18 January 2009

Visiting the family

It was a hot, relaxed day, so it was a perfect opportunity to visit the family, and they were playing down at Manuka. The close family is the jazzers, but the first cousins are the blues players. Leo Joseph’s Key Grip is a blues outfit, and today Leo was playing with several jazzers in his ‘lite’ quartet. So there was that intriguing mesh of the intellectual and complex nature of jazz with the simpler but true and involving sounds of the blues.

Leo started with a solo stride instrumental and continued with various twelves bar tunes in different keys (but common favourite Bb) and different meters. He accompanied a few with vocals, interspersing all with amusing and very natural banter. “We’ve settled on a song. We’ve had a committee meeting. I was overruled … again. This is an arty song …” Amusing and engaging, and presented with good humour. The rhythm section was tight as. Phil and Mitch locked in, with Mitch providing a wonderfully steady, pure and simple brush pattern (I think he played brushes for the whole set) and Phill playing fairly simple blues lines with evenness and clear statement of the underlying harmony. With such a rhythm section, the soloists could play with abandon. Leo made simple but apt blues statements from the heart of the tradition. So did James most of the time, but then occasionally he’d let go with a speedy line, or some dissonance that lifted the level of abstraction. I’m currently reading Alyn Shipton’s “New history of jazz”, and he writes of just such combinations in the early days of black music, with the “syncopated orchestras” and the great female blues singers in the time of Bessie Smith.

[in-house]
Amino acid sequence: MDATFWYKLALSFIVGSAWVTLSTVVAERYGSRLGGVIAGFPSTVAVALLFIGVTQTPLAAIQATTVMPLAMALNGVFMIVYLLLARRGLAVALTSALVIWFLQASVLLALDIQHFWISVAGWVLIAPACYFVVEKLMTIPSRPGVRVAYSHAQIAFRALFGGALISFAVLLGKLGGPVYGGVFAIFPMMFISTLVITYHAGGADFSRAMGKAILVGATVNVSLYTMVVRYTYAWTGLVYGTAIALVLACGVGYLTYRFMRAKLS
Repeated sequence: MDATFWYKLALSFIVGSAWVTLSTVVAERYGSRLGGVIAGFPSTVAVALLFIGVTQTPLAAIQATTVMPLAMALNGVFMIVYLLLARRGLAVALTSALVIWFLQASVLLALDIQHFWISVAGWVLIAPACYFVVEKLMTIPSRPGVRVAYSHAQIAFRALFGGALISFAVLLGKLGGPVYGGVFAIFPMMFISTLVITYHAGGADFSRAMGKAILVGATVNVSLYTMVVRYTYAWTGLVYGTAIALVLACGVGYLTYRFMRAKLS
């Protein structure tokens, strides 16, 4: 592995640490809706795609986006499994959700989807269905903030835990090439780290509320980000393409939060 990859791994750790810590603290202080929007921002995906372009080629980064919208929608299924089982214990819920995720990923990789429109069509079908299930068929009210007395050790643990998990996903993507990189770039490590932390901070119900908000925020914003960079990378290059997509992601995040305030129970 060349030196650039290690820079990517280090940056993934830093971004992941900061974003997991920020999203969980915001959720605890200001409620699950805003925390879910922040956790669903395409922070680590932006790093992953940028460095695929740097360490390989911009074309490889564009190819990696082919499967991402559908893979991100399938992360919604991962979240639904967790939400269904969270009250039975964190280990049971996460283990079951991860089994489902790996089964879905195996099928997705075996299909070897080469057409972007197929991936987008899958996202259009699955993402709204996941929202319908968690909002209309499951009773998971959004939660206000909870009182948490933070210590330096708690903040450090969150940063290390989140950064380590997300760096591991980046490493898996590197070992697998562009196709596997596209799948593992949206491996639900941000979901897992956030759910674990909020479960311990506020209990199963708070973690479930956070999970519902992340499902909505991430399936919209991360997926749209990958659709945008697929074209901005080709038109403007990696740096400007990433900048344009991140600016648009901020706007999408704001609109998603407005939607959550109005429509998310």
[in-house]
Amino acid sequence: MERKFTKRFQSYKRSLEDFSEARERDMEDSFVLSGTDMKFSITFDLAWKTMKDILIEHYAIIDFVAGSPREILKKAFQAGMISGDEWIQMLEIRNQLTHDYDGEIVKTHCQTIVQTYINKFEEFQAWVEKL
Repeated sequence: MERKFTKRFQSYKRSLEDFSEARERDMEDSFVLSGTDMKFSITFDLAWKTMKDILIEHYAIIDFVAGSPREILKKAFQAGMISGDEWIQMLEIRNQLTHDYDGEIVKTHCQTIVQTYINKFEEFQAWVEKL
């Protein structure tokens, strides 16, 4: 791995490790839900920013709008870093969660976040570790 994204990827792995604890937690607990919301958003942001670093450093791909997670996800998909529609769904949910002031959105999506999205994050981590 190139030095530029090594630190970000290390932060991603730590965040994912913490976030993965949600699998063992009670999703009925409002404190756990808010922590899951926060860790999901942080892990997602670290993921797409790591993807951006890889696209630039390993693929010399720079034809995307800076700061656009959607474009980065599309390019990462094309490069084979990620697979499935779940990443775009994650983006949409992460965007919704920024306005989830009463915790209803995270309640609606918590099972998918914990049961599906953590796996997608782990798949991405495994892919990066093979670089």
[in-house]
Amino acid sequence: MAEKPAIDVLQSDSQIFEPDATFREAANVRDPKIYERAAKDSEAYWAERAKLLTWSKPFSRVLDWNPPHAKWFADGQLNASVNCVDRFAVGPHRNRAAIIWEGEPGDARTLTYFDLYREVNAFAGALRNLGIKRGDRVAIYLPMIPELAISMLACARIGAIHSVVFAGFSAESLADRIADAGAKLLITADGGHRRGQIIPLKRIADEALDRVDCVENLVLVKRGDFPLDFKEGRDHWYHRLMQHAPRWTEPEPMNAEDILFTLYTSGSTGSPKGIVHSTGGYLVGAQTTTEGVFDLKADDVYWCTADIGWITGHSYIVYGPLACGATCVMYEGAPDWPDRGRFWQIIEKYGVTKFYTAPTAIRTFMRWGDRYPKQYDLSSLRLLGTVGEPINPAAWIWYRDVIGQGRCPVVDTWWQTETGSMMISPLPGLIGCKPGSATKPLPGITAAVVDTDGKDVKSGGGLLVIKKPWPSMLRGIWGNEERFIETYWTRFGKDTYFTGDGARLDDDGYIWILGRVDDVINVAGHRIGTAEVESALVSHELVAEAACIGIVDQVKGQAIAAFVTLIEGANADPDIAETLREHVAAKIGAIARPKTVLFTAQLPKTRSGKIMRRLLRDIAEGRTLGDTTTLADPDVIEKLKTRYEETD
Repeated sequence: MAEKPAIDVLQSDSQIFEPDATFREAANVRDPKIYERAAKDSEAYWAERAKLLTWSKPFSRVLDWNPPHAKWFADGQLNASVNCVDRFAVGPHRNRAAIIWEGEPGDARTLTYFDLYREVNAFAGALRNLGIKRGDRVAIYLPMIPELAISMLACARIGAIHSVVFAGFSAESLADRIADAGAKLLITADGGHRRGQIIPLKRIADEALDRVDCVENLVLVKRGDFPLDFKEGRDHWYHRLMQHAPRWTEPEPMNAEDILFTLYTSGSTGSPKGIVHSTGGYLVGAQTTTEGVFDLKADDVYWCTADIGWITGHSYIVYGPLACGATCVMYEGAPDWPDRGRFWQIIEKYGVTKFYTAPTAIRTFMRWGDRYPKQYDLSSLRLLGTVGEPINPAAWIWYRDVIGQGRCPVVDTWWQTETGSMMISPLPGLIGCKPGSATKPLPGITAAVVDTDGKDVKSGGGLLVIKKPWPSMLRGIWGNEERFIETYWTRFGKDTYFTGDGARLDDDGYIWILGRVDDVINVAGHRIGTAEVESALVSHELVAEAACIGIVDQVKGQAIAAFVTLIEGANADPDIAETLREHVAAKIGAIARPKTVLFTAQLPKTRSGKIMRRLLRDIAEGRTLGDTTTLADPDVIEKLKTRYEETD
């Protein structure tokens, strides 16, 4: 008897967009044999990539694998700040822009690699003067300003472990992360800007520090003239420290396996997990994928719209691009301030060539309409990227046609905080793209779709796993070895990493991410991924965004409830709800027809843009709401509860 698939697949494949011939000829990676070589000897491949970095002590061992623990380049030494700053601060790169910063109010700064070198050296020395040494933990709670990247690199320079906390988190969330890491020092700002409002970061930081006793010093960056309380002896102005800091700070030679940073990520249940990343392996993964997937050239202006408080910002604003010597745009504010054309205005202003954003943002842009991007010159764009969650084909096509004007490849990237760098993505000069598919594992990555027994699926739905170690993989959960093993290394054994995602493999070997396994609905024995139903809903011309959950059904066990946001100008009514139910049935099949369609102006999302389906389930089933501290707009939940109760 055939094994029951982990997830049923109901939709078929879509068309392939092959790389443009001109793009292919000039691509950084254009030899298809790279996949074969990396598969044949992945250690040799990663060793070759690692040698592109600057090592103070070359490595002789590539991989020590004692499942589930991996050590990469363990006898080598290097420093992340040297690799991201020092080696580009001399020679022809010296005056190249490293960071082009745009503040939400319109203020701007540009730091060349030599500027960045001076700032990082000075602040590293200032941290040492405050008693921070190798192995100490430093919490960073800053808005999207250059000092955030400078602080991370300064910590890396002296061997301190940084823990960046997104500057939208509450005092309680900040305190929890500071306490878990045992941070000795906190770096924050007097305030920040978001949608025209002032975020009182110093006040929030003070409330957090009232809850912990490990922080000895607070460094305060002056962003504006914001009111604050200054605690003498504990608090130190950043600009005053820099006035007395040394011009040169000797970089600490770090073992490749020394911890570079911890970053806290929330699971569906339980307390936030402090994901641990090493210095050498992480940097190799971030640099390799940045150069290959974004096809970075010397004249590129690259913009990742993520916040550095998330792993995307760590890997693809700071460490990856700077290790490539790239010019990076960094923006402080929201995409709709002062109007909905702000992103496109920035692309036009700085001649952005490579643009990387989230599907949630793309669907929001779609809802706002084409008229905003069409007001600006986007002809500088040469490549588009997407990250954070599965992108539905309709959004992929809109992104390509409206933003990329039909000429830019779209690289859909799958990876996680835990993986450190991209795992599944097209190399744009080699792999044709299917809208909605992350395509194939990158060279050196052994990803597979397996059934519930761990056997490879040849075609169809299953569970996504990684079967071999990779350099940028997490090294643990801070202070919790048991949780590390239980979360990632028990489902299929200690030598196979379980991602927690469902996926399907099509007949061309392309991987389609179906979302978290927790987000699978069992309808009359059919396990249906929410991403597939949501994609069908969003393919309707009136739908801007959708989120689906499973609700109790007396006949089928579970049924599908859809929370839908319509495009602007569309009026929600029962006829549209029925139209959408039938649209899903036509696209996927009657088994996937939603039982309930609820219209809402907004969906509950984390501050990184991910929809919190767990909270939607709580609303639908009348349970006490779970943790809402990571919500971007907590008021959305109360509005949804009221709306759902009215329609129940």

Route 66 is uber-common, but their sleazy, slow, down-home version was lovely. There was Percy Mayfield, and a string of other 12-bar numbers with various feels and occasional lyrics. There was even that “arty song” mentioned above, which seemed to still be based on I and IV but with some cycle of fifths turnarounds. Not too complex, but not fundamental blues, which appears to be Leo’s love, and which he does so well.

Leo’s a strong leader (I’ve played with him and I know his sense of clarity and correctness), and his band’s a capable mix of the jazz exotic and the initiated blues-men. I enjoyed the visit to the family. BTW, Leo also plays in a larger format with a full horn section, thus the ‘lite’ moniker for this incarnation.

Key Grip lite was led by Leo Joseph (piano,vocals) with Mitch Preston (drums), Phill Jenkins (bass) and James LeFevre (tenor sax).

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